Baha'i News -- Newsletter of the Bahá'í Council for Northern Ireland

CommuNIqué - Newsletter of the Bahá'í Community in Northern Ireland

Issue 85 - 13 Asmá 160 BE - 1 September 2003 CE




Dear Bahá'í Friends,


The Five Year Plan talks of our increased capacity to share the joy of our Faith with others through teaching. Part of this increased capacity comes from the quality of our community life. If we allow it, Art can act as a catalyst to transform who we are as a community, to help us create a culture of creativity, an environment of joy and happiness. Art, when properly channelled can become a vehicle for the expression of our soul, helping us realise our real potential. If we, young and old alike, throw ourselves into this challenge to bring Art into our Feasts, our devotionals, our children’s classes, our reflection meetings, our study circles and our teaching it has the ability to increase our ability to live and share the Faith.

As we experience the development of the arts in community life we call to mind the words of the Guardian: “That day will the Cause spread like wildfire when its spirit and teachings are presented on the stage or in art and literature”. (Written on behalf of Shoghi Effendi in a letter addressed to Mrs Weir, May 1933.)

For this reason the Bahá'í Council for Northern Ireland invites the whole community to participate in a programme for enhancing the use of the arts, mainly organised by our Committee for the Promotion of the Arts:

The first event organised is an Arts Workshop to be held on Saturday 20th September 2003. All communities are being invited to send at least two representatives to this workshop/meeting. We would encourage as many as possible to attend.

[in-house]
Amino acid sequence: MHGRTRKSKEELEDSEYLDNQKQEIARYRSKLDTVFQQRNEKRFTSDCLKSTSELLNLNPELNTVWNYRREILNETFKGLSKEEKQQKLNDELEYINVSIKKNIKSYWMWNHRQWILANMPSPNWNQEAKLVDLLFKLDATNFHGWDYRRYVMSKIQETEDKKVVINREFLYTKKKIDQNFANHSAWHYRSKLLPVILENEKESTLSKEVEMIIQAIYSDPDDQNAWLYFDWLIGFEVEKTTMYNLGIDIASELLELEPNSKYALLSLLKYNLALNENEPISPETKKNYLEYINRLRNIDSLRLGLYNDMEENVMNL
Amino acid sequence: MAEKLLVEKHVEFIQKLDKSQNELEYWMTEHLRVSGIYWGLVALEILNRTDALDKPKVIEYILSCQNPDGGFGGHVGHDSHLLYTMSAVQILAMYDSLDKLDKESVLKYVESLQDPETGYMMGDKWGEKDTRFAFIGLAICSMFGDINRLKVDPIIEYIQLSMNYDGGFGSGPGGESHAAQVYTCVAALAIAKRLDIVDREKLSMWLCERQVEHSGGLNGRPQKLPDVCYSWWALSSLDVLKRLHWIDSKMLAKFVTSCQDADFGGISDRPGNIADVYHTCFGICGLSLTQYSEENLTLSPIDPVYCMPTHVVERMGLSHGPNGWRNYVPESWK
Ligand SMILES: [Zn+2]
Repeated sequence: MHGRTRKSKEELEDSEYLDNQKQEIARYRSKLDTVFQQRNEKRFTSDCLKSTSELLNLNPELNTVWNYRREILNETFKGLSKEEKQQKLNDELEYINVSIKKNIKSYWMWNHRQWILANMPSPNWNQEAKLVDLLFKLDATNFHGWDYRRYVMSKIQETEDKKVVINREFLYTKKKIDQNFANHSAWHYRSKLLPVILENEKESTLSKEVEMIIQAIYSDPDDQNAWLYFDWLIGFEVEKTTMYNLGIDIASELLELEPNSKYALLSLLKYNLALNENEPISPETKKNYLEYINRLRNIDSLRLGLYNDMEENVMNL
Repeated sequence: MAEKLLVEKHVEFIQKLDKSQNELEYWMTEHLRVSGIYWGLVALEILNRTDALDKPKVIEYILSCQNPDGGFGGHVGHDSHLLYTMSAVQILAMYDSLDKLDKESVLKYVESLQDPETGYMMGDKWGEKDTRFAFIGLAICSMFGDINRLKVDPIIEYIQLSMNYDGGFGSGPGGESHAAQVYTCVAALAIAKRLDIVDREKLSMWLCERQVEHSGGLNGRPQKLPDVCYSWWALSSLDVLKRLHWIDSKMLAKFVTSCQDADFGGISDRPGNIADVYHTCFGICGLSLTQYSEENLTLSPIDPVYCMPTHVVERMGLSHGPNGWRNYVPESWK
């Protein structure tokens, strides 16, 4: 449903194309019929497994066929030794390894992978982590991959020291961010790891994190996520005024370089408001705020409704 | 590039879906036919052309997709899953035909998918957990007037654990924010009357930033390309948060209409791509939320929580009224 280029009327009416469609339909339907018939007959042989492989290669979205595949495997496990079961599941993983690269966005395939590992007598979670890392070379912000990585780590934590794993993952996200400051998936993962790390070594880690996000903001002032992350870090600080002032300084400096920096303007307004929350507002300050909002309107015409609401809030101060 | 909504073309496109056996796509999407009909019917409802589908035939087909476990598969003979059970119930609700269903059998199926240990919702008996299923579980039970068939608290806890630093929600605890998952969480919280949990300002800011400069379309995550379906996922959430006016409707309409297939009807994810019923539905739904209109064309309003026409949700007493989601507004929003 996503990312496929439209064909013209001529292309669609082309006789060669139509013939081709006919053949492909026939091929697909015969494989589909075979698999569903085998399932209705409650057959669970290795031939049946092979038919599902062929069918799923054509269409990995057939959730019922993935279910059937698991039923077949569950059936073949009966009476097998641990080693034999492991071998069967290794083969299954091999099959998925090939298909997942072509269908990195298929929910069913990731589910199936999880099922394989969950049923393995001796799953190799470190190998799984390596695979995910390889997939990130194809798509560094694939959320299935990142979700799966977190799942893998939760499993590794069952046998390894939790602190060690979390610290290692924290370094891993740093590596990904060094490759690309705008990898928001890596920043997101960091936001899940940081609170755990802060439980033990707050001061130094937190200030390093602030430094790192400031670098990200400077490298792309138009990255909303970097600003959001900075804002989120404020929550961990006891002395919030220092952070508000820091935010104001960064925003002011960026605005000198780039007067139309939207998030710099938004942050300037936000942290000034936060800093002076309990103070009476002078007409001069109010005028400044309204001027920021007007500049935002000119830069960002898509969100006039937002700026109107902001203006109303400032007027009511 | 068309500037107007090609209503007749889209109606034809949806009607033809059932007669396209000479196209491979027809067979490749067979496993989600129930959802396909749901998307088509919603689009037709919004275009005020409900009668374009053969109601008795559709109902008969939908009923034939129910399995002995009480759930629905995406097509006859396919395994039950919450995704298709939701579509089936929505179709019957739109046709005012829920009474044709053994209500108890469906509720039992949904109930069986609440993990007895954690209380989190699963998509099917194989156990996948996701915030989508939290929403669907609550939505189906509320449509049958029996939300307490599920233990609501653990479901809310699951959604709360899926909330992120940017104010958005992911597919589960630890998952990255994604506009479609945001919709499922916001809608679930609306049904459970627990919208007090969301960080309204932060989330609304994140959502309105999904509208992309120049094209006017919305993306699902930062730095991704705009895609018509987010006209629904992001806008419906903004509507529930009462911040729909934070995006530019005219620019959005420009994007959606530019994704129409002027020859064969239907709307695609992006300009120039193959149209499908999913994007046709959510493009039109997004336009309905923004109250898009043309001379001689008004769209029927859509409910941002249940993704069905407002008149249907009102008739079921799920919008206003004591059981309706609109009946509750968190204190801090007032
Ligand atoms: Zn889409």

The second event, “Changing Zones” is set for 12th October. It is a regional event, intended to be similar to the annual National Bahá'í Festival but smaller. Put this day in your diary and invite your friends to join us for a day of enjoyment.

The third event will be in the New Year in January or February. There will be more details later.

In the Five Year Plan booklet of the Bahá'í Council for Northern Ireland, we have asked our Local Spiritual Assemblies to take on the challenge of promoting the use of the arts in the community. We call on all our Assemblies to rise to this challenge by encouraging support for these events.

With warmest Bahá'í greetings,


 Northern Ireland Bahá'í Summer School 2003

Six wonderful days – even the weather was with us, lovely venue, great food and a happy atmosphere. The Northern Ireland Summer School at Craigavad 14-20 July was a joy in every way, with Baha’is not just from all over Ireland but from many places including the Arctic Circle, Texas, South Africa and Uganda. Over a hundred were present either resident or day visitors. Our speakers included three National Spiritual Assembly members (two - Shirin Tahzib and Iain Palin - from the UK and one - Brendan MacNamara - from Eire, our two Auxiliary Board Members Anne O’Sullivan and Denis Coyle, and our own dear Lesley Taherzadeh from the Holy Land.

Young Baha’is were involved in various capacities, as speakers, leading entertainment, taking children’s classes and the arrangement and presentation of our soul-inspiring devotionals each morning.